Molding of the composition has been accomplished by compression molding, injection molding and vacuum forming and blow molding. Using compression molding, square slabs (152 mm by 152 mm) of the composition were prepared using a hot press set at a temperature of 150° C. The slabs were molded in various thicknesses varying between 0.2 mm and 2.75 mm.

Standard tensile bars with 50 mm gauge length and 6.35 mm wide and 3.3 mm thick were injection molded. In addition, flex bars (152 mm by 25.4 mm by 3.3 mm), heat deflection bars (152 mm by 12.7 mm by 12.7 mm) and disks (101.6 mm in diameter and 3.3 mm thick) were injection molded. The best samples were obtained for a mold cycle of 45 to 60 seconds when the barrel temperature was controlled at 191° C., the nozzle temperature at 204° C., and the mold temperature at 93° C. Small trays were also injection molded using the intumescent composition. It was found that a ventilated screw is needed for best surface appearance.

Vacuum molding of the Table 1 specific composition intumescent material was carried out in the laboratory. Compression molded slabs (152×152×3.3 mm) were heated for five minutes in an oven set at 145° C. to 150° C. A grid of squares, 4 mm on each side, was printed on a surface of the slabs to accommodate measurement of local elongation of all regions of the slabs in a complex forming or molding operation. They were then vacuum formed in a cone-shaped mold using a vacuum of applied slowly (a period of two seconds). Draw ratios of up to 400% in single dimension or 1406% in area were achieved. The draw ratio profile from the rim to the apex of the cone is shown in FIG. 1 by measurement of the increase in area of each 4 mm×4 mm square in a row of 24 grid squares across a formed slab. The cone-shaped figure of the product is apparent from the plot. Also apparent is the excellent moldability of the Table 1 specific composition. Vacuum forming is a very useful technique for making commercial articles from the subject intumescent material.

Intumescent Test Apparatus

The main function of the intumescent material is in resisting the spread of flame from a fire source and shielding articles protected by the intumescent materials from high temperature rise. The characteristics or property of intumescence efficiency is measured by a procedure using an apparatus described below.

All of the moldable compositions illustrated in this specification have been tested as intumescent compositions to be used for resisting the spread of a flame from a fire source and curtailing temperature rise. The characteristic or property of Intumescence Efficiency as ascribed to moldings from the subject compositions were determined in an apparatus and by a practice as follows. When reference is made to such property in this specification or claims, it is intended that the property be determined utilizing such an apparatus or the equivalent and such practices.

The Intumescence Efficiency test apparatus is shown in FIG. 2A. Apparatus 10 included a three-wall steel chamber comprising left side wall 12, back wall 14 and right side wall 16. Each wall was a steel plate 229 mm high, 127 mm wide and 1 mm thick. The plates were joined at their edges as shown in FIG. 1 to form a generally square-shaped (in cross section) chamber with an open front.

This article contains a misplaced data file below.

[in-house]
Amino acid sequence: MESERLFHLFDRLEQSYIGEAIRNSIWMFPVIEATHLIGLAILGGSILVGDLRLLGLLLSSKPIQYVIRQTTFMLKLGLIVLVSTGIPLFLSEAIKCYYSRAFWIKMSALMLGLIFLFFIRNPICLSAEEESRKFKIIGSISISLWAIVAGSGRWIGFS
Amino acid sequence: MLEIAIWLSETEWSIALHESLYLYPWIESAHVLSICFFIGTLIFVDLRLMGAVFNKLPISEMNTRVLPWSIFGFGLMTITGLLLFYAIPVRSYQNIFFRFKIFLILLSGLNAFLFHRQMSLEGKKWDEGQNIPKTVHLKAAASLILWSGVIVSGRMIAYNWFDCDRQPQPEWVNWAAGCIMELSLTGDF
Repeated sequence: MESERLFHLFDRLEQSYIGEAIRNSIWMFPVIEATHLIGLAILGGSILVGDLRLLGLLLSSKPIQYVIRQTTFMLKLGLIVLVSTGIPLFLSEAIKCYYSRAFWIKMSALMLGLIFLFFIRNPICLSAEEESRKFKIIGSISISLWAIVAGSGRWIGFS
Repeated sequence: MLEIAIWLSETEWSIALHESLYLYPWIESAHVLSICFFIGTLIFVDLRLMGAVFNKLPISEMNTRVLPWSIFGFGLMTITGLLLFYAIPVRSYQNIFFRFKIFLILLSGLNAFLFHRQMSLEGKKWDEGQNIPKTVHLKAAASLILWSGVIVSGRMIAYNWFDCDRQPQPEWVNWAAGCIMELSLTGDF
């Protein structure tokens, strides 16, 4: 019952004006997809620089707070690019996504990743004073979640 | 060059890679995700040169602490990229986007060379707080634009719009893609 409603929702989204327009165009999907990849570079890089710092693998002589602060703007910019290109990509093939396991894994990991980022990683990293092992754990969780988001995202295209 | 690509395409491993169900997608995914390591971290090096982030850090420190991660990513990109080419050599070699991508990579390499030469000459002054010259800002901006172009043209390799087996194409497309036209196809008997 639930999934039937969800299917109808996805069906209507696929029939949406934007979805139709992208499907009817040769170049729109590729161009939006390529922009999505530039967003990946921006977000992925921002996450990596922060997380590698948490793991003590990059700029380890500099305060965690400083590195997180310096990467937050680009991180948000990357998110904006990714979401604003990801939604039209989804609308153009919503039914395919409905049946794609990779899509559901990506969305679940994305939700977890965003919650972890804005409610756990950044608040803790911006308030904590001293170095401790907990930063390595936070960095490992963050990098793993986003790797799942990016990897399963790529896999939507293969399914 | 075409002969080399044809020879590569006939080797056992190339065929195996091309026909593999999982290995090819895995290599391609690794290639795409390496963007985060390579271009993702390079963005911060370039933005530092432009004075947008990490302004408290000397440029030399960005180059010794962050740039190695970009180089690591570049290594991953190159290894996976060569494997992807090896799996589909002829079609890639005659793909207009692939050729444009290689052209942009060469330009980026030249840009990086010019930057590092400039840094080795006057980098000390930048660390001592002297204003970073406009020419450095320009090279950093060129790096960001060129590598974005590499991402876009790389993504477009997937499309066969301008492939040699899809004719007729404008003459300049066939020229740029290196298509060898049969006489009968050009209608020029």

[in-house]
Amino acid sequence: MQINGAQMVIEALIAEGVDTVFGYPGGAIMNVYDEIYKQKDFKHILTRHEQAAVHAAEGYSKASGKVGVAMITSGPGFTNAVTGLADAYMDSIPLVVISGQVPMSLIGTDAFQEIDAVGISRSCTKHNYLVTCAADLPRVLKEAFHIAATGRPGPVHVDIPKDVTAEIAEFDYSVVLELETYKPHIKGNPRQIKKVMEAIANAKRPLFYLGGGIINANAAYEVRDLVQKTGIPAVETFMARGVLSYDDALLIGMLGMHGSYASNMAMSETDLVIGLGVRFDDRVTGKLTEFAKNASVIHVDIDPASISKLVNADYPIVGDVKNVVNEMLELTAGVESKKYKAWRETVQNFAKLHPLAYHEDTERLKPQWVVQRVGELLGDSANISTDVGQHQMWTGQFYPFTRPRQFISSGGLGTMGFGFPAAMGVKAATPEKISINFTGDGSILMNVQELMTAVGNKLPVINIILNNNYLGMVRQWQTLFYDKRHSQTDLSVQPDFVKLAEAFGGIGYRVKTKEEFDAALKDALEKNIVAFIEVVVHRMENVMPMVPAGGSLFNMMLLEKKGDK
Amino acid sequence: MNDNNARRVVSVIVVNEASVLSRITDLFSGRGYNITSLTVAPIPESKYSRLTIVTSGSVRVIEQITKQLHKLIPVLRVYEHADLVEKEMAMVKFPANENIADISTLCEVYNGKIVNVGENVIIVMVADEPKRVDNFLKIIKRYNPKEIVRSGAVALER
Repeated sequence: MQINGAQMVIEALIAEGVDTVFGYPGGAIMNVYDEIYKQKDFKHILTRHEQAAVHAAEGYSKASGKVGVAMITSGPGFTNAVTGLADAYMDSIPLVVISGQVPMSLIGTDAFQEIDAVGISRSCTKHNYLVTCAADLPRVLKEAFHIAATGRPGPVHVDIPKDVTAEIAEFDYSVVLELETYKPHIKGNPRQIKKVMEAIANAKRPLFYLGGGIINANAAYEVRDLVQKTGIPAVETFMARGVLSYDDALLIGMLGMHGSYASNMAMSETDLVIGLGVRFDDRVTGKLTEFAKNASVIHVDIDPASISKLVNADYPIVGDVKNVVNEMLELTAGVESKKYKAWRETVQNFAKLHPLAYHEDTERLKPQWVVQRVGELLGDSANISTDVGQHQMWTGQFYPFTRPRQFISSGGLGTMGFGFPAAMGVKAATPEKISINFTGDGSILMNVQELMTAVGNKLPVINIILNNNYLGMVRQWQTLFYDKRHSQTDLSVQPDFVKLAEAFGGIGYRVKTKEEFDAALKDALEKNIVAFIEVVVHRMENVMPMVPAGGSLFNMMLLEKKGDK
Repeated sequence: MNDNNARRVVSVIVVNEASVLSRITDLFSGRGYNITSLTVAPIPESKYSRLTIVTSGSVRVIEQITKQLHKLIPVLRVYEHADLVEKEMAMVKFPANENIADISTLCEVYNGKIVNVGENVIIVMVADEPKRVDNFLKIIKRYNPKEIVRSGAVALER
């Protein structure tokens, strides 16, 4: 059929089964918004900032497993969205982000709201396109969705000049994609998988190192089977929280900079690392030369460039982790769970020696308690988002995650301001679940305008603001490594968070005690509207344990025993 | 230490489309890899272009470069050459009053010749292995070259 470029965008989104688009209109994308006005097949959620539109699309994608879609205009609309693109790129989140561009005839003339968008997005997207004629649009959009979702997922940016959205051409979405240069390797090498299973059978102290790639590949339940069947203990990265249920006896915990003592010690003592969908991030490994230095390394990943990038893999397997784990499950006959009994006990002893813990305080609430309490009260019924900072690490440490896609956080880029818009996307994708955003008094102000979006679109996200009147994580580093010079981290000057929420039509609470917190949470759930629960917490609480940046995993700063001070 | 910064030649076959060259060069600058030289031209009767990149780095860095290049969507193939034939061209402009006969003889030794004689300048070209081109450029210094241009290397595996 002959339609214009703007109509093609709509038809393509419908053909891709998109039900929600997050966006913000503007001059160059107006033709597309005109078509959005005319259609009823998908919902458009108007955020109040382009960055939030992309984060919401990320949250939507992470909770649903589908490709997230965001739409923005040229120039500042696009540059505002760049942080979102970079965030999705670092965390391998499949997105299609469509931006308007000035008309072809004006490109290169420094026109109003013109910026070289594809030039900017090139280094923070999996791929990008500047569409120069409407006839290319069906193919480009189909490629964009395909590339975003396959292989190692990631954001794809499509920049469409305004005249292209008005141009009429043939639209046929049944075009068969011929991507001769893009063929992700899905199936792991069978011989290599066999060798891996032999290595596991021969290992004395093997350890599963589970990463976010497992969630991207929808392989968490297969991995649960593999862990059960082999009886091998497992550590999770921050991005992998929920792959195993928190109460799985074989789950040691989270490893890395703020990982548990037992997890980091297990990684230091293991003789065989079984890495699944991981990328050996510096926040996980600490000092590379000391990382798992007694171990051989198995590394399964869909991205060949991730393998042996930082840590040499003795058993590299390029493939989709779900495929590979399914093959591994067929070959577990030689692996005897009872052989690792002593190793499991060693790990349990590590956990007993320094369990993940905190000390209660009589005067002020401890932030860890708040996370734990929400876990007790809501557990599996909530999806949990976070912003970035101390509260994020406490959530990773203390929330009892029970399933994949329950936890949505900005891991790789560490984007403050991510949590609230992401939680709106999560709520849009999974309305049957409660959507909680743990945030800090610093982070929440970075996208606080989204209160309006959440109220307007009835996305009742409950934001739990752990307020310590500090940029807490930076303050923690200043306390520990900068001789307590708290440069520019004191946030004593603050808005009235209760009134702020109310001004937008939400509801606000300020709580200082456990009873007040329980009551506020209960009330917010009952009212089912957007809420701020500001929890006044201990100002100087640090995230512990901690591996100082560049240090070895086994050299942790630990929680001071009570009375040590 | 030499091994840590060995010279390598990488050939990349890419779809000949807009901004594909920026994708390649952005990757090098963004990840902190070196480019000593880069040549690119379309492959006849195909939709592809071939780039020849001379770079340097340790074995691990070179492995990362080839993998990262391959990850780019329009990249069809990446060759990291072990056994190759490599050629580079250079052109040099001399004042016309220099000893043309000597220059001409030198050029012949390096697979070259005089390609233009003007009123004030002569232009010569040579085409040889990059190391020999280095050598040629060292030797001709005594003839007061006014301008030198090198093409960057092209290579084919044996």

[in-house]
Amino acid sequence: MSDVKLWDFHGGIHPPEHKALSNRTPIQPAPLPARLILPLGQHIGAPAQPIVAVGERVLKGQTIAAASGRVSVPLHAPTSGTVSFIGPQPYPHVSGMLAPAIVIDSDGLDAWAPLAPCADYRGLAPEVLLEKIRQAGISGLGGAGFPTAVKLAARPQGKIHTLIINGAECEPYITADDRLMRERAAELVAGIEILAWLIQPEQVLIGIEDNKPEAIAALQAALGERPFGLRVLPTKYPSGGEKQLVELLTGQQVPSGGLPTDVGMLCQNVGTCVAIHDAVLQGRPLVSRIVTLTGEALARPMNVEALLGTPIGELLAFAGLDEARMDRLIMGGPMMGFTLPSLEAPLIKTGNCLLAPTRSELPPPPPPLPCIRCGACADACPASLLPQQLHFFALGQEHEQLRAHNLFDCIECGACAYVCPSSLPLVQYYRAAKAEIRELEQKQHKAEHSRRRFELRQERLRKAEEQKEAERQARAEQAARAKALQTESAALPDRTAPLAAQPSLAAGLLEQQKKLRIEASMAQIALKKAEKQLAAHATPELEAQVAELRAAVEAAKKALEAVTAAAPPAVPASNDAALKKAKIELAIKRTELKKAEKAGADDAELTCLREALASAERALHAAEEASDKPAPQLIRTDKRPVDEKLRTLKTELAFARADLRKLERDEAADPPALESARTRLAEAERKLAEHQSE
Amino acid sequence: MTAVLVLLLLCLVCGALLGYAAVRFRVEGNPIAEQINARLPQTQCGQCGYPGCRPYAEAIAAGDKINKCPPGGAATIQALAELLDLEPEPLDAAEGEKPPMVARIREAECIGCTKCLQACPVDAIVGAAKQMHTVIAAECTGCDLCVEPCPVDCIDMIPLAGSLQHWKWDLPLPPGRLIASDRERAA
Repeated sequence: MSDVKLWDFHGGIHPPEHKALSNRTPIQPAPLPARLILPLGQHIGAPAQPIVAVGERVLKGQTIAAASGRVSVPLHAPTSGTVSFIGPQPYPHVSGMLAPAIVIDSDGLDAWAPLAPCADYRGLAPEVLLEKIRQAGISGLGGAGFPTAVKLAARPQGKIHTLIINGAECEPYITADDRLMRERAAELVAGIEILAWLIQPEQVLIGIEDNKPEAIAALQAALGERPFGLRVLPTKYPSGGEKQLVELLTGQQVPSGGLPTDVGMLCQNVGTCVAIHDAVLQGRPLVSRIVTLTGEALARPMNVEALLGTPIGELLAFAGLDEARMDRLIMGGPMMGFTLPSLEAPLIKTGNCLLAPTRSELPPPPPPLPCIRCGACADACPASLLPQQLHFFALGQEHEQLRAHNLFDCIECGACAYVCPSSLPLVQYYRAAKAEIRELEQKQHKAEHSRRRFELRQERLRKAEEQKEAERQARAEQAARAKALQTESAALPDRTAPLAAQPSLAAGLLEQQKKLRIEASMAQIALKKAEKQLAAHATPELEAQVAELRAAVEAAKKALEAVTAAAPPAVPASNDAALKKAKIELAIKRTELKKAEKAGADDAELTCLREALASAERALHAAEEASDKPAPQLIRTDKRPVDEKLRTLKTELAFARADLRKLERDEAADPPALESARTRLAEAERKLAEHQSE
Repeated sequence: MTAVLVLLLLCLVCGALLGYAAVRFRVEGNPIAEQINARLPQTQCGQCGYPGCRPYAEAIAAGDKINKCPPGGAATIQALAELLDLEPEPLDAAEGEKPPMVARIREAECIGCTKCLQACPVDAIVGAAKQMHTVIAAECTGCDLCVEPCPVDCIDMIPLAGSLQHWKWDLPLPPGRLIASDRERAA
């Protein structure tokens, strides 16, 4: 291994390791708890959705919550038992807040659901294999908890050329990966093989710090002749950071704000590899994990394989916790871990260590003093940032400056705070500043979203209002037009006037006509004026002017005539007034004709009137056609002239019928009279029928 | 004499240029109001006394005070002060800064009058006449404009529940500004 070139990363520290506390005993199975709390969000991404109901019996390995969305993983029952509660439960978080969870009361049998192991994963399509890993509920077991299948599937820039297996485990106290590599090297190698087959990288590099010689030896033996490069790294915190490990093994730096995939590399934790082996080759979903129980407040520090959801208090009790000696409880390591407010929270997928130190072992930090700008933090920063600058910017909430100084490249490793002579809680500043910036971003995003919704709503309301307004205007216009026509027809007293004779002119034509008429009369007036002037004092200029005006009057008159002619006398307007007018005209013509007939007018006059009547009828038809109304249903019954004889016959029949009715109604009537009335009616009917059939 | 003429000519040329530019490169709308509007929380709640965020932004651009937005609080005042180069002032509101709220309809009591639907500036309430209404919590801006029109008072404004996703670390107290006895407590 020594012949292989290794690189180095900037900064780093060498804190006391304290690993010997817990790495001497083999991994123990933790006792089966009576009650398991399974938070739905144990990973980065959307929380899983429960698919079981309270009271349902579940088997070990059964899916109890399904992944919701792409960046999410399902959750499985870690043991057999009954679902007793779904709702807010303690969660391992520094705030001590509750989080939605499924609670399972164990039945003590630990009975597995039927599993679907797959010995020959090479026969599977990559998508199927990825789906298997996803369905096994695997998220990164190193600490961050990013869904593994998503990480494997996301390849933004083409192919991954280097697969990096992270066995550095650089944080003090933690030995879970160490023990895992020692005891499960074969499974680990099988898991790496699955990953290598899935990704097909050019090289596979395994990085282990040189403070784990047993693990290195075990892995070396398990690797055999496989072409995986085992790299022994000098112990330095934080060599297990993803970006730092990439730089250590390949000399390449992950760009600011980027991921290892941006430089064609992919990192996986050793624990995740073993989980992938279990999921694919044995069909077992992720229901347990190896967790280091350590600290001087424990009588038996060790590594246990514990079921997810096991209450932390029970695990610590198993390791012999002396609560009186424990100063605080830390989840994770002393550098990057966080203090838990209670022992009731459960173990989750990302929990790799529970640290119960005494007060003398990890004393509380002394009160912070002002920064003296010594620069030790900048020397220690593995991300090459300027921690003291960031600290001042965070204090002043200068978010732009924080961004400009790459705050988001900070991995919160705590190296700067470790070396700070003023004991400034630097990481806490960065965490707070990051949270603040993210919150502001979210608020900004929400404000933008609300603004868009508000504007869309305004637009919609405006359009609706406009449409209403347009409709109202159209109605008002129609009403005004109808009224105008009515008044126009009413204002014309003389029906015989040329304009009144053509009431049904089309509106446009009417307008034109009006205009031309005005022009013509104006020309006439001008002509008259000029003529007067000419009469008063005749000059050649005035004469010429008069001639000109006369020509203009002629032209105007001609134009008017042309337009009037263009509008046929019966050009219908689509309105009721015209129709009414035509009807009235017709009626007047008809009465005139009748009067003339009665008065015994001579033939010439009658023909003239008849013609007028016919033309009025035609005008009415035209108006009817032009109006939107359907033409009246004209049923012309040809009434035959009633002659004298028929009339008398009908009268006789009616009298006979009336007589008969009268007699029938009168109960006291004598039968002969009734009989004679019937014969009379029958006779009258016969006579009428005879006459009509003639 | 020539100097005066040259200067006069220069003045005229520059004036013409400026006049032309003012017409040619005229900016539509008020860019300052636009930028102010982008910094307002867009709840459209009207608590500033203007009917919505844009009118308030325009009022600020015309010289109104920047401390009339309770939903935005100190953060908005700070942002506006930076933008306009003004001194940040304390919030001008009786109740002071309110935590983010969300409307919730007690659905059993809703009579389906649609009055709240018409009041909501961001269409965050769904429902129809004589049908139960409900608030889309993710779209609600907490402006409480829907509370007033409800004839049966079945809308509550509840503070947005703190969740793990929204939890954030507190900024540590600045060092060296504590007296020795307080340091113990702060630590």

A 152 mm by 152 mm by 1 mm thick steel plate adapted to be placed on top of walls 12, 14 and 16 was employed as a roof member 18. During a test, the roof member 18 carried affixed to its lower surface a molded 127 mm×152 mm×2.75 mm rectangular molded slab 20 of material to be tested for Intumescence Efficiency. Note that the thickness of 2.75 mm of the test specimen (as well as its composition) is important to the repeatability of this test. As shown, the intumescent slab 20 faces downward inside of the roof 18 and chamber during the test. On the top surface 22 of the steel roof panel 18 were located six thermocouple leads in the locations indicated, respectively 101, 102, 103, 104, 105 and 106.

A 165 mm tall Bunsen burner 24 was used as the flame source. The height of the burner did not include the flame height. The flame height was of the order of 60 mm, and it was adjusted during each test so that the tip of the inner blue cone of the flame 25, its hottest part, touched the surface of the intumescent material. A thermocouple indicated at 26 was placed at the lower surface of the intumescent coating 20 to measure the flame temperature as it impinged on the intumescent material at that point. The flame temperature as measured by thermocouple 26 was at a location on the intumescent material opposite the location of thermocouple 104 on the top surface 22 of the steel roof member 18.

While six thermocouple locations as indicated in FIG. 2A were initially used in testing of intumescence efficiency, experience has shown that equivalent useful data is obtained from using only four thermocouples at locations 101, 102, 104 and 106.